The purpose of the present study was to compare the home-based literacy experiences of children with single disabilities with those of children who have multiple disabilities. Written surveys were completed by the parent or primary guardian of 168 preschool children enrolled in early childhood special education programs. The completed surveys were sorted into two groups: one representing children with a single disability and one representing children with two or more disabilities. Respondents also provided information about the materials, activities, and interactions in the home that engaged their children with print, reading, writing, or drawing. Overall, less than half of the children in either group were read to daily or engaged in writing or drawing activities on a weekly basis. Fewer respondents for children with multiple disabilities reported sitting beside their child while reading, encouraging their child during attempts to write or draw, or exposing their child to a full range of printed materials in the home. In addition, the relative priorities given to learning to read and write and the expectations for potential reading and writing abilities were lower for the children with multiple disabilities. Implications for early childhood special education personnel are discussed relative to the promotion of literacy skills in children with multiple disabilities.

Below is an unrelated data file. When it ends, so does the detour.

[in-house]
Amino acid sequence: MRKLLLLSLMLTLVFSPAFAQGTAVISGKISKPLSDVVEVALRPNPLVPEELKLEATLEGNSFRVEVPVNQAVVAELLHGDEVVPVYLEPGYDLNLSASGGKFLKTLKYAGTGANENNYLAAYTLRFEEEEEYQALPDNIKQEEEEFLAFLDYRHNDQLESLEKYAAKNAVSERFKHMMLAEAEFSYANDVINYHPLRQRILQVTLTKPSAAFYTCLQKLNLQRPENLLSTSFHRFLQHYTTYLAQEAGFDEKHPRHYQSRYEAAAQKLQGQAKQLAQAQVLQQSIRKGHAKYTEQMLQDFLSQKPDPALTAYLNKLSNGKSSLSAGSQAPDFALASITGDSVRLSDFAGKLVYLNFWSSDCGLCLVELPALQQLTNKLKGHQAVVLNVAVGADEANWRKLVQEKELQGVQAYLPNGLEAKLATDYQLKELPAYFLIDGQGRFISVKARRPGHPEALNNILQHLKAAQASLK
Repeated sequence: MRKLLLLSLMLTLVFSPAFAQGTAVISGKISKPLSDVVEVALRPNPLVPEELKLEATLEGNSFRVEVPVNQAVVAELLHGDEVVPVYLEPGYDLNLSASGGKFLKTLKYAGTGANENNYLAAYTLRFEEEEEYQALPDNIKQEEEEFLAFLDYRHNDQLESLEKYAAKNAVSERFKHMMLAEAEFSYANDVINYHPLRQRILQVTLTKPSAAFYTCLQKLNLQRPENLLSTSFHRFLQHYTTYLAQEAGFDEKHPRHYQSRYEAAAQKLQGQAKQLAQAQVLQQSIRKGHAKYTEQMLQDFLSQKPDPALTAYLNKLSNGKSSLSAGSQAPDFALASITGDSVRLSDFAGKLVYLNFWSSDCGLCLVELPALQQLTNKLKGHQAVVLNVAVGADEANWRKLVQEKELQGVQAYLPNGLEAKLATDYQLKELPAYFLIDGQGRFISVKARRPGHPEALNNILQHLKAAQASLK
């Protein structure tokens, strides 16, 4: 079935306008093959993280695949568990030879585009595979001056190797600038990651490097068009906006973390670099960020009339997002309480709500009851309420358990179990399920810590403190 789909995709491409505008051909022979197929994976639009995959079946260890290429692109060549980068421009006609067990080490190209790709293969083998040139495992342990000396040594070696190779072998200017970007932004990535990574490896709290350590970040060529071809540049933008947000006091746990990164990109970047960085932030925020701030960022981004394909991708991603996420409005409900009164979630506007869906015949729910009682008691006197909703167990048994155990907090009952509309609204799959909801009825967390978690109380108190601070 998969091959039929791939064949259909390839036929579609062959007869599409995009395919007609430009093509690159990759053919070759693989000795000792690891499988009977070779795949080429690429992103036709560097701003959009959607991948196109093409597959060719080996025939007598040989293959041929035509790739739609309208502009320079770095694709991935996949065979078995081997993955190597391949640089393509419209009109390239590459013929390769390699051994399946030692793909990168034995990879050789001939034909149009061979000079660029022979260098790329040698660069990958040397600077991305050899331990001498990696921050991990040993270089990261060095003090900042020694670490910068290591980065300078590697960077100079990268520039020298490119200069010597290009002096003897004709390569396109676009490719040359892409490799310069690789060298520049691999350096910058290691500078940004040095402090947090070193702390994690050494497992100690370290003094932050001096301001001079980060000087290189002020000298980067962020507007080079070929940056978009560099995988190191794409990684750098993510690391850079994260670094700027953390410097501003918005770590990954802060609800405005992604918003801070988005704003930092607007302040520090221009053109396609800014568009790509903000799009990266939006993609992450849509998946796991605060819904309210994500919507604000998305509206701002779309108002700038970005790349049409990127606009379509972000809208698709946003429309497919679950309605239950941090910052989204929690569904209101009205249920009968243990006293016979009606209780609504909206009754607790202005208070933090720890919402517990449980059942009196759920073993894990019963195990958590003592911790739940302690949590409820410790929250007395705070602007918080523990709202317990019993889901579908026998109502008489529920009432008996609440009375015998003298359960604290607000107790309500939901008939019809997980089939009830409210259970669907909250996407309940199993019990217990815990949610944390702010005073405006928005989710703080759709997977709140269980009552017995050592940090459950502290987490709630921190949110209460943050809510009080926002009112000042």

ASJC Scopus subject areas
- Public Health, Environmental and Occupational Health